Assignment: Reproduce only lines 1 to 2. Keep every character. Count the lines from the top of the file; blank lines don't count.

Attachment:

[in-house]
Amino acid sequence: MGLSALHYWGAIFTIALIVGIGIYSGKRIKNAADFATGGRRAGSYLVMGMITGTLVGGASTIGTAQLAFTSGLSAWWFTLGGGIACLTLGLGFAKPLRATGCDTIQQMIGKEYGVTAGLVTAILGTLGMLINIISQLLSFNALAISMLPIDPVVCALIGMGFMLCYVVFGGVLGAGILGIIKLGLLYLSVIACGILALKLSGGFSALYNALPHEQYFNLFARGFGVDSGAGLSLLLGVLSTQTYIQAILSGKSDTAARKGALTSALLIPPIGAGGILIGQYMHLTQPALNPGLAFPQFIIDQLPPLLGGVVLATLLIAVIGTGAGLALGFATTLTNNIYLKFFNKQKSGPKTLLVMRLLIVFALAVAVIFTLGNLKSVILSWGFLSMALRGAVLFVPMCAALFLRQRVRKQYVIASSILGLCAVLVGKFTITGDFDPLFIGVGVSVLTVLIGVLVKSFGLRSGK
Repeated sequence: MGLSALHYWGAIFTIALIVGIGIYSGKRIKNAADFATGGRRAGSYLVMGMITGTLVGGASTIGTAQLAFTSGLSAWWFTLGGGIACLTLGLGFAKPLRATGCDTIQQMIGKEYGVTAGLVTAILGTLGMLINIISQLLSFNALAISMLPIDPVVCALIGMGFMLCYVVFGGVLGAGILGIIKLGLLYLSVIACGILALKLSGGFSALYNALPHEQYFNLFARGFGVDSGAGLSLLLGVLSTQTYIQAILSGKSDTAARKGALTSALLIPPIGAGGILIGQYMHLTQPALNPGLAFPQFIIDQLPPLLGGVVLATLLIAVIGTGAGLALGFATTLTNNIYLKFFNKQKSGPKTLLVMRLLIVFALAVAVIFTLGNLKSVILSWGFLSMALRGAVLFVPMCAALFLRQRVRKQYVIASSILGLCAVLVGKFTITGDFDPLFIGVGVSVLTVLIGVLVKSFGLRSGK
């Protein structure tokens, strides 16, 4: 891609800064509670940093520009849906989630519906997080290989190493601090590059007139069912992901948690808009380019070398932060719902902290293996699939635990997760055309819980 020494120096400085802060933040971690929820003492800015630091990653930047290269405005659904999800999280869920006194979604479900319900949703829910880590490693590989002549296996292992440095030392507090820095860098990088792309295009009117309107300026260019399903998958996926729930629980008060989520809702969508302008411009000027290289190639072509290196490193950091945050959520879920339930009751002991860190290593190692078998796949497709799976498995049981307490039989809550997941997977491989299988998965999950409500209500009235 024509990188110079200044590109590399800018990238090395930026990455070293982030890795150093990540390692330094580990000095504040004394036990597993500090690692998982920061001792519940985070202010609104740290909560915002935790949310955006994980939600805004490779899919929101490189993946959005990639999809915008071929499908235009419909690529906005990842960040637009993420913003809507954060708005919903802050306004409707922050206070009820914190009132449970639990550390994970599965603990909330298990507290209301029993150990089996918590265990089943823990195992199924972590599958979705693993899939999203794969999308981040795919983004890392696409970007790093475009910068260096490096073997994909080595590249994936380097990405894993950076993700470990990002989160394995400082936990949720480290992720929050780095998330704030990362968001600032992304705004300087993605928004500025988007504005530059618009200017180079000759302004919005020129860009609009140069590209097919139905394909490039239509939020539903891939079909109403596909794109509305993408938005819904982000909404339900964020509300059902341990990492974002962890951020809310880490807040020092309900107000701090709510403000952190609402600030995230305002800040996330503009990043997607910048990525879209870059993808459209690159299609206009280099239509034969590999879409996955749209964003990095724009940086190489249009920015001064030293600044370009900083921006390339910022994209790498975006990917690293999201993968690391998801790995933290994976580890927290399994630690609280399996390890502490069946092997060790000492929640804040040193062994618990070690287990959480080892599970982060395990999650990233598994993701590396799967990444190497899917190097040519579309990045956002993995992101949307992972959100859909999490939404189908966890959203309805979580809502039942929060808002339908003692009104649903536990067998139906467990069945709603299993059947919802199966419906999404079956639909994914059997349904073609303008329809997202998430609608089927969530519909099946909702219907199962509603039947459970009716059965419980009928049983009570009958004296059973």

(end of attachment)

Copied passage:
[in-house]
Amino acid sequence: MGLSALHYWGAIFTIALIVGIGIYSGKRIKNAADFATGGRRAGSYLVMGMITGTLVGGASTIGTAQLAFTSGLSAWWFTLGGGIACLTLGLGFAKPLRATGCDTIQQMIGKEYGVTAGLVTAILGTLGMLINIISQLLSFNALAISMLPIDPVVCALIGMGFMLCYVVFGGVLGAGILGIIKLGLLYLSVIACGILALKLSGGFSALYNALPHEQYFNLFARGFGVDSGAGLSLLLGVLSTQTYIQAILSGKSDTAARKGALTSALLIPPIGAGGILIGQYMHLTQPALNPGLAFPQFIIDQLPPLLGGVVLATLLIAVIGTGAGLALGFATTLTNNIYLKFFNKQKSGPKTLLVMRLLIVFALAVAVIFTLGNLKSVILSWGFLSMALRGAVLFVPMCAALFLRQRVRKQYVIASSILGLCAVLVGKFTITGDFDPLFIGVGVSVLTVLIGVLVKSFGLRSGK